Confusing to Student 4: Because of & Due to

What’s the Difference? PART 1

Both because of and due to are effective ways to link an event and the reasons for it. Their similar meanings make it seem like they can be used interchangeably. However, using one in place of the other is incorrect because they are not the same part of speech

Because Of: Adverb

The word because is a subordinating conjunction. However, when combined with of, it becomes a preposition. It works as an adverbial prepositional phrase when used with other words to modify a verb.

You can usually identify adverbs when they end in –ly. For example:

  • I walked home happily. (The adverb happily modifies the verb walked.)
  • Steve quickly rescheduled her meeting. (The adverb quickly modifies the verb rescheduled.)
  • The boys argued angrily. (The adverb angrily modifies the verb argued.)

Adverbial prepositional phrases with because of modify verbs in the exact same way. Here are the same sentences with because of instead of –ly words.

  • walked home because of the new bus schedule.
  • Shana rescheduled her meeting because of a calendar conflict.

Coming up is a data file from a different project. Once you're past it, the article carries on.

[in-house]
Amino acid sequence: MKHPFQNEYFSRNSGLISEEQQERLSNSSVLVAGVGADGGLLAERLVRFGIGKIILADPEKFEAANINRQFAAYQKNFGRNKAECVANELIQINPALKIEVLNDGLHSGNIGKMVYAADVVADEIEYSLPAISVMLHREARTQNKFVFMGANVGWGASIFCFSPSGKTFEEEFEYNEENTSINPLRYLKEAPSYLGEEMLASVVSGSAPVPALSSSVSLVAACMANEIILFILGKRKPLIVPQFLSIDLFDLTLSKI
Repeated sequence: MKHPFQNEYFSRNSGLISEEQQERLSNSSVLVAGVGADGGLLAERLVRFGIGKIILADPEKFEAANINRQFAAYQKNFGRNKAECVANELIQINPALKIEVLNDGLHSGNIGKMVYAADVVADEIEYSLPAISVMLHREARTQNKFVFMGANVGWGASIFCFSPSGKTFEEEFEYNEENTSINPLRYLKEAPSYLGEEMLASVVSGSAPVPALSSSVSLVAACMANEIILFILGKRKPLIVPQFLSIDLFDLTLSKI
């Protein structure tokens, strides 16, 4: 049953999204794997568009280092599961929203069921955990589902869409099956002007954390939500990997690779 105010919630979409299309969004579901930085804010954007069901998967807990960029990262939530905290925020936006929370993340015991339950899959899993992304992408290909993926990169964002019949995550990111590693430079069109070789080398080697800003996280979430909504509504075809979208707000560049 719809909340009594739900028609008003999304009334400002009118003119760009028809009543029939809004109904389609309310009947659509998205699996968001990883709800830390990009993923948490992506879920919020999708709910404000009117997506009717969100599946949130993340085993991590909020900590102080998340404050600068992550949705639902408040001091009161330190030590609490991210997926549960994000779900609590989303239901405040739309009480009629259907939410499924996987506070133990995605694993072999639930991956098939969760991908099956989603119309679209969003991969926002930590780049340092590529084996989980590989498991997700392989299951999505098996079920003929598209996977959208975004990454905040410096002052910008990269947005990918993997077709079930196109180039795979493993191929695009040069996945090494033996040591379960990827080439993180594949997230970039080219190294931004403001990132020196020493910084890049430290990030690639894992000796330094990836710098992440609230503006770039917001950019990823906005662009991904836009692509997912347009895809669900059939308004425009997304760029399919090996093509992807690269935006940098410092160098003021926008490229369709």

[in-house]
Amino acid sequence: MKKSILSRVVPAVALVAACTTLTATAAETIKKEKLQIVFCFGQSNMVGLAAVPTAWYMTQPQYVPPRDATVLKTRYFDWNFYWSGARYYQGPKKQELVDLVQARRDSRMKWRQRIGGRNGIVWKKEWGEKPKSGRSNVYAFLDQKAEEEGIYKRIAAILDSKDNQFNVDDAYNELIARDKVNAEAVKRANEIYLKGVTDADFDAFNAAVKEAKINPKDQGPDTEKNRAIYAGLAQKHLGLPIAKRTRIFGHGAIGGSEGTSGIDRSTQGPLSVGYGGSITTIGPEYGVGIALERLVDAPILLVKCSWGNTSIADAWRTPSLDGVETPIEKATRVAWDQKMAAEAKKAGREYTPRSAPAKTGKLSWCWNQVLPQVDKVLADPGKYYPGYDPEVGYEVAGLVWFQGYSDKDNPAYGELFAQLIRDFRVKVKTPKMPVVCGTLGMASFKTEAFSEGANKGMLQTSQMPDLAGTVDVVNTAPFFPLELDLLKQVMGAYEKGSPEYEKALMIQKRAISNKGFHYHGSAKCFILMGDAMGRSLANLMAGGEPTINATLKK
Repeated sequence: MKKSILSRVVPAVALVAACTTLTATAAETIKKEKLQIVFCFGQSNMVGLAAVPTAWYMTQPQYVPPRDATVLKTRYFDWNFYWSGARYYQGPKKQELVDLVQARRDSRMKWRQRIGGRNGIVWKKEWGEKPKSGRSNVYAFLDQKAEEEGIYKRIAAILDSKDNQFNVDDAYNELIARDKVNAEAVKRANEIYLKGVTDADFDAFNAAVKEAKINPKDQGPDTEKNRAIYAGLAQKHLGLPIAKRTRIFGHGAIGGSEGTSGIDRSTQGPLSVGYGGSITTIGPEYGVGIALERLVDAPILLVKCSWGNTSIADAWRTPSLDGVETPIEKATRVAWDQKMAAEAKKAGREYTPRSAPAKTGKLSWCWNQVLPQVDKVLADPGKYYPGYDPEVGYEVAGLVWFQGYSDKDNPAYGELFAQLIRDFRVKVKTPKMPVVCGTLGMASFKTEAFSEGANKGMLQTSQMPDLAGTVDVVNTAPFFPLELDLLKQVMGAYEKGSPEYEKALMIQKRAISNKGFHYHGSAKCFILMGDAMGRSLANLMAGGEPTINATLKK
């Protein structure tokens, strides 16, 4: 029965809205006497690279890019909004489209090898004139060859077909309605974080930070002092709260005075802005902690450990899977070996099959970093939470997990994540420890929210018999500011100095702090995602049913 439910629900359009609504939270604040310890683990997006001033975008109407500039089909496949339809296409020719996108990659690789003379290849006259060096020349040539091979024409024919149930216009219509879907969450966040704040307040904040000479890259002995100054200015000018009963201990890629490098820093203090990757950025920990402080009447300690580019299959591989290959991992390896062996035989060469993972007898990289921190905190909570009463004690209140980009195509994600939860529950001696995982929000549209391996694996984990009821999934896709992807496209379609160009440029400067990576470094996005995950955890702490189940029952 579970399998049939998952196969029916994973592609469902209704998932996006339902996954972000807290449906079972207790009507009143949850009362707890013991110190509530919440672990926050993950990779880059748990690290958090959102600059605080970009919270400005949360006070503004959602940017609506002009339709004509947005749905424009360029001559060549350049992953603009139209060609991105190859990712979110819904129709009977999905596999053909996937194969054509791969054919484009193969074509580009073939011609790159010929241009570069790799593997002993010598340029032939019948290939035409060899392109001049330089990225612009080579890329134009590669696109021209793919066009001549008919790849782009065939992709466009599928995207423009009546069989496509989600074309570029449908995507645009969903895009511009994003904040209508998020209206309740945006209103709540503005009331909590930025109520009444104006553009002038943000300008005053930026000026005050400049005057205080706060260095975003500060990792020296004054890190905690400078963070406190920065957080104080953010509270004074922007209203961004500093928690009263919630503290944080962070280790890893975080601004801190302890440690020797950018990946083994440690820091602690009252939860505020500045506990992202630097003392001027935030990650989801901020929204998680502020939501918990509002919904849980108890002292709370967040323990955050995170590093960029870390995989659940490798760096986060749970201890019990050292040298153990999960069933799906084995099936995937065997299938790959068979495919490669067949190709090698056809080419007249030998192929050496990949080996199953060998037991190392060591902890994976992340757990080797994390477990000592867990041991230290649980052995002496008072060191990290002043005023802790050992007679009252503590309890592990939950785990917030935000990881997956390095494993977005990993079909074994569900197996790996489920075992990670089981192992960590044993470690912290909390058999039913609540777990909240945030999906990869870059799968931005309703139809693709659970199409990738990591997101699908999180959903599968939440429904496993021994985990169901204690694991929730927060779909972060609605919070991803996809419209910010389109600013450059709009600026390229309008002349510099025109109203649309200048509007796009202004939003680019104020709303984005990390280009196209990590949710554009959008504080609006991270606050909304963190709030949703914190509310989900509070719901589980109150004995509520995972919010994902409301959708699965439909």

• The boys argued because of the broken toy.

These sentences explain why the actions are occurring with an adverbial prepositional phrase (because of + noun). If the prepositional phrases were complete clauses with their own verbs, you would just use because and not because of:

  • I walked home because the bus was late.
  • Shana rescheduled her meeting because there was a conflict in her calendar.
  • The boys argued because one of them broke the toy.

Both because and because of can elaborate on the verb on the sentences. However, neither use is interchangeable with due to.

Due To: Adjective

Due to is an adjective, which describes or modifies a noun. When combined with the rest of the sentence, it functions as an adjectival prepositional phrase. You can’t use due to in the same way as because of.

Here are some sentences that use due to when modifying a noun.

  • The car accident was due to a distracted driver. (modifies car accident)
  • Ivy’s success is due to her parents’ dedication and support. (modifies success)
  • The company’s bankruptcy was due to poor financial management. (modifies bankruptcy).

If you try to replace due to with because of, it doesn’t sound completely incorrect. That’s why many writers make the mistake of using them interchangeably. If you want to use because of in these sentences, you’d need to add or change verbs that it could modify. For example:

  • The car accident happened because of a distracted driver.
  • Ivy succeeded because of her parents’ dedication and support.
  • The company went bankrupt because of poor financial management.

The Trick to Telling the Difference: PART 2 Coming Soon


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